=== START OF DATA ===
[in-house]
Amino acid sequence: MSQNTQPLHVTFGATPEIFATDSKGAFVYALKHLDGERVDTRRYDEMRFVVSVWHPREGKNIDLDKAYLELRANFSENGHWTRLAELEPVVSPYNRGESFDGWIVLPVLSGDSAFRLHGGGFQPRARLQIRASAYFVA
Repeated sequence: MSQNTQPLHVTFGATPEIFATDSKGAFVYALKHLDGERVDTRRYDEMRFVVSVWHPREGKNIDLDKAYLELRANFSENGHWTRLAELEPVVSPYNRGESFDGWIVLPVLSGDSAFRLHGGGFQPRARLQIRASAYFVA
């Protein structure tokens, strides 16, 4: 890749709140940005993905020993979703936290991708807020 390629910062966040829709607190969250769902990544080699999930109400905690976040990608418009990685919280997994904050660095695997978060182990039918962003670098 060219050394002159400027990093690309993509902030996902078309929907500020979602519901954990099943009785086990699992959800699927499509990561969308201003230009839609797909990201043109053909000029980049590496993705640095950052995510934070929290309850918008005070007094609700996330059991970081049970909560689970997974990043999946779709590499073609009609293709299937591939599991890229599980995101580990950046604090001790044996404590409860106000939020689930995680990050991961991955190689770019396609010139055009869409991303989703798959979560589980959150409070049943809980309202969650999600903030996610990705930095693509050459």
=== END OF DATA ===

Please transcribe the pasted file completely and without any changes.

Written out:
[in-house]
Amino acid sequence: MSQNTQPLHVTFGATPEIFATDSKGAFVYALKHLDGERVDTRRYDEMRFVVSVWHPREGKNIDLDKAYLELRANFSENGHWTRLAELEPVVSPYNRGESFDGWIVLPVLSGDSAFRLHGGGFQPRARLQIRASAYFVA
Repeated sequence: MSQNTQPLHVTFGATPEIFATDSKGAFVYALKHLDGERVDTRRYDEMRFVVSVWHPREGKNIDLDKAYLELRANFSENGHWTRLAELEPVVSPYNRGESFDGWIVLPVLSGDSAFRLHGGGFQPRARLQIRASAYFVA
């Protein structure tokens, strides 16, 4: 890749709140940005993905020993979703936290991708807020 390629910062966040829709607190969250769902990544080699999930109400905690976040990608418009990685919280997994904050660095695997978060182990039918962003670098 060219050394002159400027990093690309993509902030996902078309929907500020979602519901954990099943009785086990699992959800699927499509990561969308201003230009839609797909990201043109053909000029980049590496993705640095950052995510934070929290309850918008005070007094609700996330059991970081049970909560689970997974990043999946779709590499073609009609293709299937591939599991890229599980995101580990950046604090001790044996404590409860106000939020689930995680990050991961991955190689770019396609010139055009869409991303989703798959979560589980959150409070049943809980309202969650999600903030996610990705930095693509050459």